July 29, 2015
First House, First Pet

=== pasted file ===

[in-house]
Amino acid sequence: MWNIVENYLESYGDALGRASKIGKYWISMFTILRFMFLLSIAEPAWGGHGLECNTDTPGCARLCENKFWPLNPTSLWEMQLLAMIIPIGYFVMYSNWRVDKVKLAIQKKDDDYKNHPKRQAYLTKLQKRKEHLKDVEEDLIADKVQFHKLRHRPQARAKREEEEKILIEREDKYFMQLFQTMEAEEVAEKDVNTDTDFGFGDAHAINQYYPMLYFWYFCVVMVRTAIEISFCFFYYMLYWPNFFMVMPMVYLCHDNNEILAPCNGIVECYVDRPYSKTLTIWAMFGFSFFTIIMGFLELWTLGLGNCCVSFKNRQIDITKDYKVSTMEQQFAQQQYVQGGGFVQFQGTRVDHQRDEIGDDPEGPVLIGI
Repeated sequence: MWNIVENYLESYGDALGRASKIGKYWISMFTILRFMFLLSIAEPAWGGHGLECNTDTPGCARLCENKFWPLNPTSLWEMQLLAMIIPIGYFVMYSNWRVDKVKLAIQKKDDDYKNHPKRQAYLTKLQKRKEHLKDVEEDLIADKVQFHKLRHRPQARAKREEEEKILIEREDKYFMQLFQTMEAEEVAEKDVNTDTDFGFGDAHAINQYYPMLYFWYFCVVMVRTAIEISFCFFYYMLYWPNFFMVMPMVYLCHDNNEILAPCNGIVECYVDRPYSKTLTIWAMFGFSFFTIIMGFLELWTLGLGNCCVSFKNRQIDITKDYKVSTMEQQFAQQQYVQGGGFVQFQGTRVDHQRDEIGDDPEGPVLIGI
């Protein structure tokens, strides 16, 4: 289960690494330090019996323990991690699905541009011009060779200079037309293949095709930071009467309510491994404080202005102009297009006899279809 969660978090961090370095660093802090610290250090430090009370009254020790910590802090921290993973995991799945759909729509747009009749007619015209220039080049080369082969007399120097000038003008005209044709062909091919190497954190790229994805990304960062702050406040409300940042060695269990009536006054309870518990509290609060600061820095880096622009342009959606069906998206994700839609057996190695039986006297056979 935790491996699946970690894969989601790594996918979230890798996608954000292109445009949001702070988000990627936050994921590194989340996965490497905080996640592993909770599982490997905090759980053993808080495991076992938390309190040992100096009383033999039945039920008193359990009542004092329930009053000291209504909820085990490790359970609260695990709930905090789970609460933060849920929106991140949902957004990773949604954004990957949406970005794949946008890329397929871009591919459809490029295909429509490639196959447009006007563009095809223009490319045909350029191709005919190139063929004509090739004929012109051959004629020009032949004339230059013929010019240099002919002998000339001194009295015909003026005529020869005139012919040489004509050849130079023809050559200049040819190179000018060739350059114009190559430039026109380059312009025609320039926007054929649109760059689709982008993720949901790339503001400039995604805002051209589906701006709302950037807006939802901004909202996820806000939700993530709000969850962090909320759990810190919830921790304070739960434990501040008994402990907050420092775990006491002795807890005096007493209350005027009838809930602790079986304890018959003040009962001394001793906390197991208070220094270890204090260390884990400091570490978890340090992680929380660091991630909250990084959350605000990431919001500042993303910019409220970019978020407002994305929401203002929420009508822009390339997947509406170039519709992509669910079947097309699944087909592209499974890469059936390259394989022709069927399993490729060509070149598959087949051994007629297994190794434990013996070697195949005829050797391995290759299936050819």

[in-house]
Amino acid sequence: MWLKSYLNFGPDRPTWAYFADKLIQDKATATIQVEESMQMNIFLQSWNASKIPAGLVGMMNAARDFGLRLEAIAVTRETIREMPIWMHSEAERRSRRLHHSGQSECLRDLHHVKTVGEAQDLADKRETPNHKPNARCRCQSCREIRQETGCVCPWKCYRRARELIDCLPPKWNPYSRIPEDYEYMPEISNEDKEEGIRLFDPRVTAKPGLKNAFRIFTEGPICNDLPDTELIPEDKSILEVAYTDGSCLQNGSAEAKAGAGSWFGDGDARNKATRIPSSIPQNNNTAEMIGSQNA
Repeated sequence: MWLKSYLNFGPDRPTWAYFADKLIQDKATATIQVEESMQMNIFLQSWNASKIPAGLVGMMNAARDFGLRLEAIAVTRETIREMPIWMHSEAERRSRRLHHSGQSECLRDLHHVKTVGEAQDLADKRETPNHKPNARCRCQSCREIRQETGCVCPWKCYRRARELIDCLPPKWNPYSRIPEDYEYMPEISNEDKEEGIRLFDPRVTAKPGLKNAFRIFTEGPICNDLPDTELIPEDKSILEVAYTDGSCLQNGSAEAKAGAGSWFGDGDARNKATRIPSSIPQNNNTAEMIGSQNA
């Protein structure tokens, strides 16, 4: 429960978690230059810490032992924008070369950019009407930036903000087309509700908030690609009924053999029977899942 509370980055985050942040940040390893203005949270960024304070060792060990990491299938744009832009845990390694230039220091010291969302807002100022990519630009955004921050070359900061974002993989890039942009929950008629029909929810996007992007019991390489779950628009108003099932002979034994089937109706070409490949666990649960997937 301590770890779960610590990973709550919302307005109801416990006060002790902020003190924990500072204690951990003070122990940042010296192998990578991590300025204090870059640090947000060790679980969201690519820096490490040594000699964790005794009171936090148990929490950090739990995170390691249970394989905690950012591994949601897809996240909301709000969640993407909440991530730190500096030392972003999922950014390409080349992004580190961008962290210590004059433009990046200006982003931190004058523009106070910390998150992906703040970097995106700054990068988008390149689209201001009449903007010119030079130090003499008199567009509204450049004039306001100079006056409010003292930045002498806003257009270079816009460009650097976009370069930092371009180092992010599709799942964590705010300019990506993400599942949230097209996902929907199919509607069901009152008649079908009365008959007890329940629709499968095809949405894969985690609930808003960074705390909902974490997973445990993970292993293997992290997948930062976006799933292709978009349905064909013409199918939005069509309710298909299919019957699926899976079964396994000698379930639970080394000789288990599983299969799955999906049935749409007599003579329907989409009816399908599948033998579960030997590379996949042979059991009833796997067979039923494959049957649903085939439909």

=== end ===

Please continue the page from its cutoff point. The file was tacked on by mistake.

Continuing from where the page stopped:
Many renters and apartment dwellers can’t wait to move into their first house for one important reason…they’re excited to have a pet! It’s true – many landlords enforce a strict “no pets” policy that makes it impossible for animal lovers to bring a friend home from a store, shelter or reputable breeder. If you’re a first time homeowner who is eager to welcome a pet (or two, or maybe more!) into your home, how do you know which friend is the best choice for you? Here are some handy hints and guidelines that can help you choose: Dogs Generally speaking (and in a very general way – remember the exception only proves the rule!) dogs are usually among the messiest pets. If you’re dirt-phobic, hate smudges and stains on your carpets or furniture and value your shoes, think twice about a bouncy young puppy. If you’re loving the idea of a dog, consider adopting an older animal or go with a breed known for its lazy temperament, like a chow chow, bulldog or lhasa apso, all known for their couch potato tendencies. You must remember to keep your dog’s nails trimmed if you have hardwood floors. Thick, sharp nails can gouge and damage the finish. Dogs also love sitting on your furniture, so be prepared to be constantly vigilant in barking (pun intended!) “Sam, get off the sofa!” Or option number two…sturdy furniture covers or bright, colorful throw blankets that double as washable protectors and decorative touches. And remember – the larger your dog is, the more space he or she will take up if you share your seating. Chewing is problem for some dogs, so consider avoiding open storage areas. Shelves, baskets and open racks might look nice, but the contents are sometimes tempting to Fido. Consider full door cabinets or fauxdenzas. (Yes, this is a word. And a really cool idea, too!) Cats While usually tidier than dogs, there are some special concerns when you’re thinking about adopting a feline companion. Scratching tends to be the most common complaint among cat owners. There are some tricks and hints that can help – and we never suggest declawing a cat. It’s similar to removing the end of a finger, which is painful and disabling. Distraction and aversion techniques work best. Many cat owners have luck with Soft Paws, a colorful claw covering that prevents your cat from destroying your upholstery and rugs. Velvety furniture is a slick solution – the nap on velvet is almost impossible for a cat to catch with her claws, making scratching on it frustrating and unsatisfying for your furry buddy. Sisal ropes are a great tool for cat-proofing your home. Take a length of rope, and loop it around furniture legs, pipes (that don’t get hot!) or basement or roof supports. Kitty will gravitate toward this lovely scratching area, and when the rope becomes worn and frayed, you can simply replace it. Litterboxes and accompanying tracking of litter and ahem…”aroma” is also a big concern. There are quite a few high-tech litterboxes available now that don’t look like litter boxes or smell like litterboxes. The Modkat is one, or you can try CatGenie. You can also get handy pieces of furniture that hide kitty’s toilet stylishly and functionally. Fish and Birds Make sure you have a temperature-regulated area of your home away from windows for the size fish tank you’re considering or for a bird cage. These animals are sensitive to temperature changes brought about by strong sunlight or cold winter window glass. Small Mammals Easy to care for, gerbils, hamsters, guinea pigs, ferrets, rabbits and rats (yes, rats!) make excellent pets. They take up very little room, and since they spend most of their time in cages, they have few opportunities to take over your home. If you like these little critters, they’re a great choice. For All Free-Range Pets: Consider indoor/outdoor carpeting for your entire home. Newer fibers have made these options much softer and more comfortable to walk on in your bare feet, and they’re much easier to clean. Stick to darker colors with small patterns that help hide pet hair. Speaking of pet hair…try to match your pet to the colors of your home. If your décor is deep, rich, dark colors, a black or dark brown pet is best. The opposite is also true – light colored rugs and furniture go best with white or tan pets. If you have a pet with a multi-color coat, go with bold patterns and get a great pet-friendly vacuum!